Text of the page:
The first shot I captured is of a newspaper clipping. I captured this one because of all the small text. Click on these images to see the full resolution...make sure you aren't zoomed out (i.e. should be viewed at 100%) or you won't get the full effect.

This image is from the Superman Returns HD DVD (1080p) on a 46" TV from 8 feet away.




This image is from the Superman Returns DVD (480p) on a 46" TV from 8 feet away.




I am a bit surprised by the results...the images are not that different! HD DVD is a bit sharper, but not significantly.

The next shot is of Lex Luthor in front of a elaborate model train setup. I chose this shot because it has a lot of detail.

This image is from the Superman Returns HD DVD (1080p) on a 46" TV from 8 feet away.




This image is from the Superman Returns DVD (480p) on a 46" TV from 8 feet away.




Same results...the HD DVD is sharper...but not dramatically.

These results are specific to my situation...a 46" TV from 8 feet away. The further you sit or the smaller your set, the less advantage HD DVD has over DVD. The converse is also true...a bigger set or sitting closer will accentuate HD DVD's better image quality. I can't get a bigger TV for quite some time, but I can sit closer. So these next shots are from the same scenes as before, but are from one foot away. At one foot, my camera could only frame a portion of the TV screen. Using the chart at the end of this post, I estimate I would need an 85" TV at my current viewing distance to get the same results as the 1 foot viewing distance with a 46" TV.

These results are from a camera, which does not have the same ability to capture images as the human eye. I can see more of a distinction between HD and SD with my eye than I can with the camera, but these results are at least in the ballpark.

This image is from the Superman Returns HD DVD (1080p) on a 46" TV from 1 foot away.







This image is from the Superman Returns DVD (480p) on a 46" TV from 1 foot away.







At one foot, you can actually see the individual pixels on the LCD display and the black around them (a.k.a. the screen door effect). I can make out some of the article text in the HD DVD, but you can't even read the date/web address in the upper right on the DVD ("Tuesday, February 13th, 2005 www.dailyplanet.com"). Also note the color of the newspaper is more yellow in the DVD and more natural in the HD DVD. Resolution is certainly an important aspect of HD, but the better color reproduction is impressive as well.


This image is from the Superman Returns HD DVD (1080p) on a 46" TV from 1 foot away.







This image is from the Superman Returns DVD (480p) on a 46" TV from 1 foot away.







Look at the lit up windows in the background. There is a clear on/off pattern on the HD DVD, but the windows are just a blur on the DVD.

These photos show how important screen size *AND* viewing distance are for HD content. Here is a good article about this issue. The best part of the article is a viewing distance/TV size/resolution graph, reproduced here because I know I will refer to this quite a bit...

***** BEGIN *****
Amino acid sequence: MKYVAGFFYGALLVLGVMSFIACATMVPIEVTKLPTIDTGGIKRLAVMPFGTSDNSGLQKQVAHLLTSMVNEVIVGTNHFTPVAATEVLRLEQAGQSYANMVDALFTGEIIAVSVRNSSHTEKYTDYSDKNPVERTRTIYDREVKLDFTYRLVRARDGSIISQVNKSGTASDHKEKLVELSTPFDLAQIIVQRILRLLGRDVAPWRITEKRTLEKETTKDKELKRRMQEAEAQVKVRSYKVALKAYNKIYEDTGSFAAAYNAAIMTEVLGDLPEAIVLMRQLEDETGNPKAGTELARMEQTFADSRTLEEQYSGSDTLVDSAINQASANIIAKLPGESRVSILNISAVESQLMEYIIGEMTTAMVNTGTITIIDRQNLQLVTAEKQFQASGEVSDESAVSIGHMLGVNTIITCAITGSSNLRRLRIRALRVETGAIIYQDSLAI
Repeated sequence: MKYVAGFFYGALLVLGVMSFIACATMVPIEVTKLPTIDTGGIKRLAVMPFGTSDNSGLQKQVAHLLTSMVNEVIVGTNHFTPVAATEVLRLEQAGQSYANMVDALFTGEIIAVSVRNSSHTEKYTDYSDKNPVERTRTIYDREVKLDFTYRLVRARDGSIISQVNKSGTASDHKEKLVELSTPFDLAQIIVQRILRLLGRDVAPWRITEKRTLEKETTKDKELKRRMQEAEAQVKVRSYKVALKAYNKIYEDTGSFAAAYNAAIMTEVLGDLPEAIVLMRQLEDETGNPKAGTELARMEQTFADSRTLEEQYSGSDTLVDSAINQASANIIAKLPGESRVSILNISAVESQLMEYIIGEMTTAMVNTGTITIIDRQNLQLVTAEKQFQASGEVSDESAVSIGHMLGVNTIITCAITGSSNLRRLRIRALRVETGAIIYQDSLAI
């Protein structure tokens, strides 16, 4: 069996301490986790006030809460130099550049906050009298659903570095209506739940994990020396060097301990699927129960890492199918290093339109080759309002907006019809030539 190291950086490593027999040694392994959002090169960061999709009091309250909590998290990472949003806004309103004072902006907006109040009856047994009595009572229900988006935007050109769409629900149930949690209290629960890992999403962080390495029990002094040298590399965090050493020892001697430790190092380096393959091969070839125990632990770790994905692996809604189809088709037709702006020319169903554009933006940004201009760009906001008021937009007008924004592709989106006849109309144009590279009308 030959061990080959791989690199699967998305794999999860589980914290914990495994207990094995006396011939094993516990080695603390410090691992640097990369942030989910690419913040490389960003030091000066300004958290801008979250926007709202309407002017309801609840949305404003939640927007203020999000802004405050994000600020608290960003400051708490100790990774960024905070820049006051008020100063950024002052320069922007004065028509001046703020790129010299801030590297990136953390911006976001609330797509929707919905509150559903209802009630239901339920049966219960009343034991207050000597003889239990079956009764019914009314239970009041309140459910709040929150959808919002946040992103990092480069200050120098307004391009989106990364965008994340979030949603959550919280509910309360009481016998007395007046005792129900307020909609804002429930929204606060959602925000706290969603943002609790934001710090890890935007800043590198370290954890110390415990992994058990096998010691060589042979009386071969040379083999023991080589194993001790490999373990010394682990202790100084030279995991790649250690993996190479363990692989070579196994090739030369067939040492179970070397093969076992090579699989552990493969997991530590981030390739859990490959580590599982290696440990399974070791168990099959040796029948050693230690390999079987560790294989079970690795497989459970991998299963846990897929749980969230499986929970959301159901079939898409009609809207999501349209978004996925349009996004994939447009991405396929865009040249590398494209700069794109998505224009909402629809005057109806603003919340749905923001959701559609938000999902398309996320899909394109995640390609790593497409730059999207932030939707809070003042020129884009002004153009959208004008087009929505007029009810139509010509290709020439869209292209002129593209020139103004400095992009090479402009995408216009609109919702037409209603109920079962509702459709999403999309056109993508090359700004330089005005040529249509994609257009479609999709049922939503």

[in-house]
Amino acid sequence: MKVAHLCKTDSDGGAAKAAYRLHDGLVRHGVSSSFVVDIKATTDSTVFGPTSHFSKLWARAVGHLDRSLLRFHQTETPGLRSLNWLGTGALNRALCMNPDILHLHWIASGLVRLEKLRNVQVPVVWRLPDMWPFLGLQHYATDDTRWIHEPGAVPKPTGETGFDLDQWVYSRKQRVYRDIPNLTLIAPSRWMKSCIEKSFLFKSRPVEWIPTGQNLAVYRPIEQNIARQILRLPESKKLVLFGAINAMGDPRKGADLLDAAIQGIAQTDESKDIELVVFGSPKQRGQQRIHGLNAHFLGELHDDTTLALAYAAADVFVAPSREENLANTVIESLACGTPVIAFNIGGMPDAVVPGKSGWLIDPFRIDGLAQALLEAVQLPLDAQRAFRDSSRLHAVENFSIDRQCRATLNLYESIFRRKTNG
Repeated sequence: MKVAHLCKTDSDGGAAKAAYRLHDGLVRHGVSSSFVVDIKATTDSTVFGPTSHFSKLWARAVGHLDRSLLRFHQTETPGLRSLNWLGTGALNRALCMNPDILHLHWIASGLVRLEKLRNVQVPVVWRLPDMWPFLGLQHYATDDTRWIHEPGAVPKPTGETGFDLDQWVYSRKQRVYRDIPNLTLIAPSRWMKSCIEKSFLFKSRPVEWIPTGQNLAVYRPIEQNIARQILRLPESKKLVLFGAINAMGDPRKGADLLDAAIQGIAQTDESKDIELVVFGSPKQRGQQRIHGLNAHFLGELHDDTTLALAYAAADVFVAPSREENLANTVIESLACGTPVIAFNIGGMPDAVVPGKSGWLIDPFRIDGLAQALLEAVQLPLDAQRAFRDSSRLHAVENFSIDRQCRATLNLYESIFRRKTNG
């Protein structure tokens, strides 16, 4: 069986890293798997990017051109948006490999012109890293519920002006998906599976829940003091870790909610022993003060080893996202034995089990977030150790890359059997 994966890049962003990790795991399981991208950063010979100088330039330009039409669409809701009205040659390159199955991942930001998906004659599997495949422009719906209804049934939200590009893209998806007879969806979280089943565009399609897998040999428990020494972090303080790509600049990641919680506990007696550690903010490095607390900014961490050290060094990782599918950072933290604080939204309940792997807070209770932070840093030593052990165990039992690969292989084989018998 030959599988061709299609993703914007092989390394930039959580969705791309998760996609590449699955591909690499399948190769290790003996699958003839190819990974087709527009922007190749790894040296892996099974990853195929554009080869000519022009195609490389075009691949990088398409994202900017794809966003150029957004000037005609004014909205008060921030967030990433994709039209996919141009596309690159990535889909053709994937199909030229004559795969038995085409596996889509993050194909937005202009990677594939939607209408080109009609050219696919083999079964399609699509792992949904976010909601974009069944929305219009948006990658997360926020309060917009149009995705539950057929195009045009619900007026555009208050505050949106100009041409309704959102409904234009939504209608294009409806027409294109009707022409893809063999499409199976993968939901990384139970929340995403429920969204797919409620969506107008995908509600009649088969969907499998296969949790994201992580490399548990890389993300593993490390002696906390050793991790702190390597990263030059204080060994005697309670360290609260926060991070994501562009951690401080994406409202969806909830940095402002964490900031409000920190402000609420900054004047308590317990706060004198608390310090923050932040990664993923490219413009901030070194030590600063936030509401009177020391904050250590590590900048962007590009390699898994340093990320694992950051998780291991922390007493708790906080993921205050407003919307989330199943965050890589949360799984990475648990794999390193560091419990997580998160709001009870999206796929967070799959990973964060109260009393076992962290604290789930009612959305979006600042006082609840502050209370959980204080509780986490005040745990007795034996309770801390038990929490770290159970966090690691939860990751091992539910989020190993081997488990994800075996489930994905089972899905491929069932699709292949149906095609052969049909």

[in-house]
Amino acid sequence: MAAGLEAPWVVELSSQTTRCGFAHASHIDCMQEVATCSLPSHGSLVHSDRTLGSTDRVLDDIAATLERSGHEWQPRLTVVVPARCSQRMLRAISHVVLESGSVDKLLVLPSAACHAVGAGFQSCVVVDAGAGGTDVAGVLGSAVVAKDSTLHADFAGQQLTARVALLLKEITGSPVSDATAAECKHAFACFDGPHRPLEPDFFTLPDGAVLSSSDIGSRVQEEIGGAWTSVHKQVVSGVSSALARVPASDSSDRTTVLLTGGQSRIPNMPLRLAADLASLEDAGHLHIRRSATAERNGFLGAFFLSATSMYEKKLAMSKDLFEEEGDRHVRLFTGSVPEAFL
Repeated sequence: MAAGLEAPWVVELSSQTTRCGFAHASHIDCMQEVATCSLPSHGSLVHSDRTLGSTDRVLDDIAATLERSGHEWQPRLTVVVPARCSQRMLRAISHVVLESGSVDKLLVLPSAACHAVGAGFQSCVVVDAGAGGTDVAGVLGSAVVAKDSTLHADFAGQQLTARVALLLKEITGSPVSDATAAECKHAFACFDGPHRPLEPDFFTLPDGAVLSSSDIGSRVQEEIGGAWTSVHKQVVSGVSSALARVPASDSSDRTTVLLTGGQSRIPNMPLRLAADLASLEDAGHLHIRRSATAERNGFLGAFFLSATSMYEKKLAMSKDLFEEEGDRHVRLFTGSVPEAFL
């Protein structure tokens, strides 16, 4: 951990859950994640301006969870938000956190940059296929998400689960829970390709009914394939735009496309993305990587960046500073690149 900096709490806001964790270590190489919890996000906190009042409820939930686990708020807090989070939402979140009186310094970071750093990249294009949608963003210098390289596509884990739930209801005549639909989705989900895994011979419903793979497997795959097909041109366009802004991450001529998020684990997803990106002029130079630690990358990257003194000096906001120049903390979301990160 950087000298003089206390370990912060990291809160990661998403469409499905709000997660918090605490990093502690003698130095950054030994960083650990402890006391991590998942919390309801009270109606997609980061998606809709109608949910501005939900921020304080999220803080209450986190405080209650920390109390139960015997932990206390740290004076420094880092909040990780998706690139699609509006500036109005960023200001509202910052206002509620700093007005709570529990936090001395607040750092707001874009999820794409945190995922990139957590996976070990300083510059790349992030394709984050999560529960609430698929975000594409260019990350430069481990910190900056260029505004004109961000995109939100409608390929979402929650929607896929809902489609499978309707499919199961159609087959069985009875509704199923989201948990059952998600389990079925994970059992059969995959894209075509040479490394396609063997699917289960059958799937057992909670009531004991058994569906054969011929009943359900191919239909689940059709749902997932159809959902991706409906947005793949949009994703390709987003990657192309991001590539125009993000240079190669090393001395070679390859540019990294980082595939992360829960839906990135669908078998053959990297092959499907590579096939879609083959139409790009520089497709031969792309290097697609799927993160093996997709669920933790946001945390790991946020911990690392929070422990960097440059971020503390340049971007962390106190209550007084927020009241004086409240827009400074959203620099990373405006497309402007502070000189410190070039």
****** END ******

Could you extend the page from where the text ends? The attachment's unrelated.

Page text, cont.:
December 5, 2006

Wii Thoughts

Filed under Xbox 360

I've owned a PlayStation, PS2 and a Super Nintendo. I did *not* own an Xbox. I *do* own a Xbox 360. I am not partial to any one platform...I just want to have the best gaming platform.

I've played all three "next gen" consoles: Microsoft's Xbox 360, Sony's PlayStation 3, and Nintendo's Wii. I have already written plenty about the 360 (I think it is awesome), so I wanted to post my thoughts on PS3 and Wii.

First up, the Nintendo Wii...

I can't believe the marketing Nintendo has done with the Wii. I have read several times, and had several people regurgitate that the Wii is going to attract a new group to video games: the non-gamer. I've heard people say that older people will gravitate to the Wii because it is not intimidating and it is designed for people that are new to gaming.

Older people are not going to become a large market for the Wii. One of the first things some (all?) Wii games require you to do is to move a pointer to the center of the screen and click a button to calibrate the Wiimote. This requires a bit of hand eye/coordination...something older people will be frustrated with very quickly. I've taught older people to use a mouse, and for someone like that...clicking and pointing at the same time is a game itself...the Wiimote is the enemy for these people.

Then there are kids and a Wii...I wonder how many TV's are going to be damaged by Wiimotes launched by Jr. during boxing. I played with 4 adults and we moved furniture out of the way, and one guy (a Wii owner) still hit the coffee table pretty hard with the Wiimote while doing a golf swing. I can only imagine that the younger the kids, the more collateral damage you should expect from a Wii.

Cost...it seems like everybody thinks the Wii is super-cheap and the Xbox 360 is expensive. But the 360 is only $299 verses $249 for a Wii...a $50 difference.

The commercials make it look like you just grab the Wiimote and you know what to do...swing at golf balls, or punch at a boxer. But knowing exactly what motion the Wii cares about is not obvious and not intuitive. You can (and will) spend a lot of time moving the Wiimote in a special way only to find out the Wii only cares when you start your motion and when you finish, for example.

I said this in a previous comment...the Wiimote reminds me of a slot machine. The first time you use it, you want to pull the lever. But eventually, everybody gets sick of the lever and just presses the "spin" button. I predict the Wiimote will be a fad...I don't expect it to become a new gaming paradigm.

The Wii looks like it has GameCube graphics to me...nothing special. The 360's Kameo looks much better in standard definition than Zelda does.

Next up...I bash the PS3!

Xbox 360 HD DVD Player

Filed under HDTV, Reviews, Xbox 360

I got an Xbox 360 HD DVD Player this weekend.

The external drive plugs into a USB port. Initially, I was not excited about a console with two drives. However, now I like the idea.